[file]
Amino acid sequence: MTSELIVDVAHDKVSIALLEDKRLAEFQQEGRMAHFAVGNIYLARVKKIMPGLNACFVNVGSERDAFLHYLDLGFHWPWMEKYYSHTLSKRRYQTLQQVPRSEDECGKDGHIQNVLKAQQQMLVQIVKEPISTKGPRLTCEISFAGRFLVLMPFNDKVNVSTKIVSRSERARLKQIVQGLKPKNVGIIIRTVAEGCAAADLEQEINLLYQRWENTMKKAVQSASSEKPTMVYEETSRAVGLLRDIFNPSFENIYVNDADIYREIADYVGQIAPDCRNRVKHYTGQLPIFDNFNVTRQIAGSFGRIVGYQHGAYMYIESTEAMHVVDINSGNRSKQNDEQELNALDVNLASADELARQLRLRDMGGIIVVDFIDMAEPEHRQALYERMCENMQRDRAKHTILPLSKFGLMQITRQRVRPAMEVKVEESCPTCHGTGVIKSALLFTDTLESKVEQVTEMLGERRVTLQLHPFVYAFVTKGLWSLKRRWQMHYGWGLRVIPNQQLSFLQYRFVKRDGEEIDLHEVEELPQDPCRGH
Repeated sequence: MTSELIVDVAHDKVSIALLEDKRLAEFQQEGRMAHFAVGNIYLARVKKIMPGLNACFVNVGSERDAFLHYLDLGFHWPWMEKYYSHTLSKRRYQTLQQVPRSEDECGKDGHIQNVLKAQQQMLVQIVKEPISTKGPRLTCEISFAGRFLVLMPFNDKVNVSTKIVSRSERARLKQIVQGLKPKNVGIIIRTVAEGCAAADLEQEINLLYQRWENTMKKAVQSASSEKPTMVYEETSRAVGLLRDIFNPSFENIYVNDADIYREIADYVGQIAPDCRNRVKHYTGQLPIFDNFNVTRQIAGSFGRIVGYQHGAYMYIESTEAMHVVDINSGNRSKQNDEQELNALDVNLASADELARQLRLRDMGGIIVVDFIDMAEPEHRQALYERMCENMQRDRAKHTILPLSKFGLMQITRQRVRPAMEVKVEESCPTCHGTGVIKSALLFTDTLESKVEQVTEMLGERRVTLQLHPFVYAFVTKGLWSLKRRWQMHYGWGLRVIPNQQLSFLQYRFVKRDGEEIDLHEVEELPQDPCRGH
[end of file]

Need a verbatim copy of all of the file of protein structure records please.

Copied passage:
Amino acid sequence: MTSELIVDVAHDKVSIALLEDKRLAEFQQEGRMAHFAVGNIYLARVKKIMPGLNACFVNVGSERDAFLHYLDLGFHWPWMEKYYSHTLSKRRYQTLQQVPRSEDECGKDGHIQNVLKAQQQMLVQIVKEPISTKGPRLTCEISFAGRFLVLMPFNDKVNVSTKIVSRSERARLKQIVQGLKPKNVGIIIRTVAEGCAAADLEQEINLLYQRWENTMKKAVQSASSEKPTMVYEETSRAVGLLRDIFNPSFENIYVNDADIYREIADYVGQIAPDCRNRVKHYTGQLPIFDNFNVTRQIAGSFGRIVGYQHGAYMYIESTEAMHVVDINSGNRSKQNDEQELNALDVNLASADELARQLRLRDMGGIIVVDFIDMAEPEHRQALYERMCENMQRDRAKHTILPLSKFGLMQITRQRVRPAMEVKVEESCPTCHGTGVIKSALLFTDTLESKVEQVTEMLGERRVTLQLHPFVYAFVTKGLWSLKRRWQMHYGWGLRVIPNQQLSFLQYRFVKRDGEEIDLHEVEELPQDPCRGH
Repeated sequence: MTSELIVDVAHDKVSIALLEDKRLAEFQQEGRMAHFAVGNIYLARVKKIMPGLNACFVNVGSERDAFLHYLDLGFHWPWMEKYYSHTLSKRRYQTLQQVPRSEDECGKDGHIQNVLKAQQQMLVQIVKEPISTKGPRLTCEISFAGRFLVLMPFNDKVNVSTKIVSRSERARLKQIVQGLKPKNVGIIIRTVAEGCAAADLEQEINLLYQRWENTMKKAVQSASSEKPTMVYEETSRAVGLLRDIFNPSFENIYVNDADIYREIADYVGQIAPDCRNRVKHYTGQLPIFDNFNVTRQIAGSFGRIVGYQHGAYMYIESTEAMHVVDINSGNRSKQNDEQELNALDVNLASADELARQLRLRDMGGIIVVDFIDMAEPEHRQALYERMCENMQRDRAKHTILPLSKFGLMQITRQRVRPAMEVKVEESCPTCHGTGVIKSALLFTDTLESKVEQVTEMLGERRVTLQLHPFVYAFVTKGLWSLKRRWQMHYGWGLRVIPNQQLSFLQYRFVKRDGEEIDLHEVEELPQDPCRGH